Photo of Splash! Lift courtesy of S.R. Smith.

By Minh N. Vu

In yet another installment of the pool lift saga that has gripped the lodging industry and other businesses with pools and spas these past five months, the Justice Department (DOJ) issued a new Q&A on May 24 that purports to clarify the obligation of hotels and other public accommodations to provide accessible entries into swimming pools and spas.  This Q&A follows an announcement DOJ made the previous week extending the deadline for existing pools and spas to become compliant with new accessible entry requirements to January 31, 2013.

Enforcement Exemption for pre-March 15, 2012 Portable Lifts.  The “news” from the Q&A is that DOJ will exercise its “prosecutorial discretion” to not enforce the fixed lift requirement against a business that already purchased a compliant portable pool lift prior to March 15, 2012, as long as the lift is ready for use next to the pool or spa whenever the facilities are open.  Interestingly, the Q&A seems to suggest that DOJ will not require the owners of these pre-March 15, 2012 portable lifts to affix their lifts to the pool deck or apron even if it is or later becomes readily achievable to do so.

While many businesses will welcome this surprising exercise of prosecutorial discretion by DOJ, private plaintiffs still have an independent right to enforce the ADA through lawsuits.  Furthermore, many states, including California, consider violations of the ADA to be violations of their own non-discrimination statutes.  Thus, it is unclear whether DOJ refraining from enforcing the requirement against pre-March 15, 2012 portable lift owners has any impact on the ability of private plaintiffs to enforce the new “fixed” lift requirement through a lawsuit.

Defining the Term “Fixed” Lift.  The Q&A defines a “fixed” lift as one that is “attached to the pool deck or apron in some way.”  It states that “[a] non-fixed lift means that [the lift] is not attached in any way.”  The Q&A further states that “a portable lift that is attached to the pool deck would be considered a fixed lift,” and notes that some manufacturers have come out with kits that allow their portable lifts to be attached to the deck.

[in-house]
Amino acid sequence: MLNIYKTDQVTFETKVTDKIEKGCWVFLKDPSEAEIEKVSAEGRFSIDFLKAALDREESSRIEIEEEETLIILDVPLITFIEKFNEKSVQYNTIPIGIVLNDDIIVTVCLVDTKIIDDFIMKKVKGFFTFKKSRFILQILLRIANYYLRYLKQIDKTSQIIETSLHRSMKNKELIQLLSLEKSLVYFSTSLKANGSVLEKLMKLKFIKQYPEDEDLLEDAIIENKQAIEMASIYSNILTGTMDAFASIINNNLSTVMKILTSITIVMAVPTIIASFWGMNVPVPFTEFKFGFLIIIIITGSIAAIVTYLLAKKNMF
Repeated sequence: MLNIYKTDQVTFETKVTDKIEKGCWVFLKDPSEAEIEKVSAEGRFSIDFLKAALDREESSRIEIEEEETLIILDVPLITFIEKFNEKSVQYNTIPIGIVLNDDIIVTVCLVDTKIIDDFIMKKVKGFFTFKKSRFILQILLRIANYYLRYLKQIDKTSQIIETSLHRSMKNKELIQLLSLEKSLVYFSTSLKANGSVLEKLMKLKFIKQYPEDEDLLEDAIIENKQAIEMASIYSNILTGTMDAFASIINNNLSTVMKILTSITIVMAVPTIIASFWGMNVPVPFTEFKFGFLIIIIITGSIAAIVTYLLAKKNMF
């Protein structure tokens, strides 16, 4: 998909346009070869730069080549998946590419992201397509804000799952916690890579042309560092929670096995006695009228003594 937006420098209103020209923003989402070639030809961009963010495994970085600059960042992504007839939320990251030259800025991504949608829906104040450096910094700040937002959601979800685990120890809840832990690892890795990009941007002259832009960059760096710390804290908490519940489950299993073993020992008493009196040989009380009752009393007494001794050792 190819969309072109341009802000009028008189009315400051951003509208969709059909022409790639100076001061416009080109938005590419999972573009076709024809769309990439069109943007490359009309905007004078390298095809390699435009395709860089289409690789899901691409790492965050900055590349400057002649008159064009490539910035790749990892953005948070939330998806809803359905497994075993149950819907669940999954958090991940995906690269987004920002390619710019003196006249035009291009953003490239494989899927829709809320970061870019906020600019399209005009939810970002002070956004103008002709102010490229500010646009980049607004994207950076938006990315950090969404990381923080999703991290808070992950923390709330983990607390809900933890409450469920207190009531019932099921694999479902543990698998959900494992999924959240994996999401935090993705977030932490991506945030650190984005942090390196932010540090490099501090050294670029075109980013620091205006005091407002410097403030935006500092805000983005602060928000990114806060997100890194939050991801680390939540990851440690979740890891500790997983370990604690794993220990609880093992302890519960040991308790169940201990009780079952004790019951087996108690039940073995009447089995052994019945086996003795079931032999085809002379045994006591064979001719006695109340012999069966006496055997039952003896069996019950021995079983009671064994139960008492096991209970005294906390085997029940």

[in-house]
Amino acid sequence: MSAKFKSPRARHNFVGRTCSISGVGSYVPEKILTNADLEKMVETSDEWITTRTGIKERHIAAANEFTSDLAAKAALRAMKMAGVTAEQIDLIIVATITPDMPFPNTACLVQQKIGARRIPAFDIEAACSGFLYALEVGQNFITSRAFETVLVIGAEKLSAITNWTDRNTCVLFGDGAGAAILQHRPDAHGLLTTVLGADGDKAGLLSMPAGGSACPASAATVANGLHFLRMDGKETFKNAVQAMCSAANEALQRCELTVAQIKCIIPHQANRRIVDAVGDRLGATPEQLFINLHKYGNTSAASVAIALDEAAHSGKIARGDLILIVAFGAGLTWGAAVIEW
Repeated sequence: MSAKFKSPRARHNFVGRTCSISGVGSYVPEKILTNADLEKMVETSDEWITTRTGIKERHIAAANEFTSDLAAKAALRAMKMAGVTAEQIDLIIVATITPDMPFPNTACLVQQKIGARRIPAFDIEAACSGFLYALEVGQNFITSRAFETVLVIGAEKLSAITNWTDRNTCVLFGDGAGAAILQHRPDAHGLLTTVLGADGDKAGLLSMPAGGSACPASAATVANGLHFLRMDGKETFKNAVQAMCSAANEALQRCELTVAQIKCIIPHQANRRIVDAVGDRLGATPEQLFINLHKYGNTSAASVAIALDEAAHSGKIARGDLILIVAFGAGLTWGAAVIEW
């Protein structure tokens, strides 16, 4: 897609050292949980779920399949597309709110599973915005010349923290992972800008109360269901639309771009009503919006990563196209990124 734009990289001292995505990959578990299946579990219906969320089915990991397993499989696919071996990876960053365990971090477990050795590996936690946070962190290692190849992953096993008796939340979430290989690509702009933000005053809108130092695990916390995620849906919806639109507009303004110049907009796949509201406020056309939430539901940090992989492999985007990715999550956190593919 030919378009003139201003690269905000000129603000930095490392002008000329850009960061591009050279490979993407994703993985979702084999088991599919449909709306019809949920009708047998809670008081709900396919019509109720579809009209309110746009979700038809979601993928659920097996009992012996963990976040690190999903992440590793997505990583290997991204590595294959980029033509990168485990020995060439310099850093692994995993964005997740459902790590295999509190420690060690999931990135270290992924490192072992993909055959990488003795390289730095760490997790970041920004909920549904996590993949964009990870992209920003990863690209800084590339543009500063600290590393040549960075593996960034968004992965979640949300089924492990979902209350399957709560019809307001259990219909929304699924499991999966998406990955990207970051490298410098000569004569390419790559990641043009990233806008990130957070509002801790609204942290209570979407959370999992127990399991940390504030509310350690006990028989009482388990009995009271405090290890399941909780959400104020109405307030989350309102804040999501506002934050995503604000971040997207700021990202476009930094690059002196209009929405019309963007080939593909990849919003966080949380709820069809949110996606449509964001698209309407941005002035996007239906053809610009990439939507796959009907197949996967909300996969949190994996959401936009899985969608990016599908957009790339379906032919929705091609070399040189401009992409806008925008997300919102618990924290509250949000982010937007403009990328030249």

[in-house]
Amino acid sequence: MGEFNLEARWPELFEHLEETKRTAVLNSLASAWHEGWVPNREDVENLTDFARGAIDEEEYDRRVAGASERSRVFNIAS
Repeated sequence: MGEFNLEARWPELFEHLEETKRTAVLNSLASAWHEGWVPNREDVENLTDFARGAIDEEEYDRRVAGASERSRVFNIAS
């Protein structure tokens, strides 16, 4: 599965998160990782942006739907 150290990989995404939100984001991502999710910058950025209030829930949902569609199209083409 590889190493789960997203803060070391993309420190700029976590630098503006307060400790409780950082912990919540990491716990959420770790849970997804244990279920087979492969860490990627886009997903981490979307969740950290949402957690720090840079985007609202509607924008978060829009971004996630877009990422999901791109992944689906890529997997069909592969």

Lifts Must be Fixed Unless Not Readily Achievable.  The Q&A says that if it is not readily achievable to provide a fixed lift, a business can provide a portable lift but must affix it when it becomes readily achievable to so.  The problem with this ongoing obligation is that some  portable lifts cannot just be “attached” to the pool deck at some later date because of their design, so any business considering the purchase of a fixed lift as an interim measure should consider this issue carefully.

What is “Readily Achievable”?  DOJ reiterates in the Q&A that the “readily achievable” analysis is “flexible” and does not require actions that are “too expensive or too difficult.”  We still have no idea what that means for any particular business because the Q&A provides no concrete examples.  The Q&A does state that the resources of a franchisor should not be considered in determining if installing a fixed lift is “readily achievable” for a franchisee.  Those involved with franchising would consider this to be a statement of the obvious but it is nonetheless helpful because some litigants and even DOJ want to ignore the fact that franchisees and franchisors are independent parties whose only connection is a franchise licensing agreement.

Lift Must Be Out In Position for Use When the Facilities Are Open.  The Q&A states repeatedly that the lift must always be out ready to be used when the pool or spa is open.  This has caused much dismay among hotel owners and operators who fear that children and others will misuse the lift and become injured, particularly at unattended pools. The Q&A addresses this concern directly by stating that legitimate safety considerations are a part of the “readily achievable” analysis but that they cannot be based on “speculation.”  This seems to leave open the possibility that if a hotel has experience with children or others playing with or misusing lifts in an unsafe manner, that hotel might have a basis for putting the lift away and only bringing it out upon request.  We can’t see DOJ telling a judge that a pool lift must be left out at an unattended pool after a child suffers a serious injury jumping off that pool lift.  It is unfortunate, however, that this implies that a serious incident would have to occur before the hotel would have the basis to prevent future accidents.

Pool Lifts Cannot be Shared Among Pools or Spas.  The Q&A states that a pool lift cannot serve more than one pool or spa, citing safety concerns.  If further states that if it is not readily achievable for a business to have a lift at both a pool and a spa, the business does not have to close the facility that does not have the lift.  The business will have to purchase a lift for that second body of water when it becomes readily achievable to do so.

Final Note.  DOJ says it will be providing more technical assistance to help businesses comply but we suspect that the Q&A represents the final state of this Administration’s evolution on this issue.  Although the pool lift requirement still imposes a significant burden on many businesses, we have come a long way from March 9, 2012, when Assistant Attorney General Perez told the hotel industry that there would be no extension of the March 15, 2012 compliance deadline and no change to the fixed lift requirement.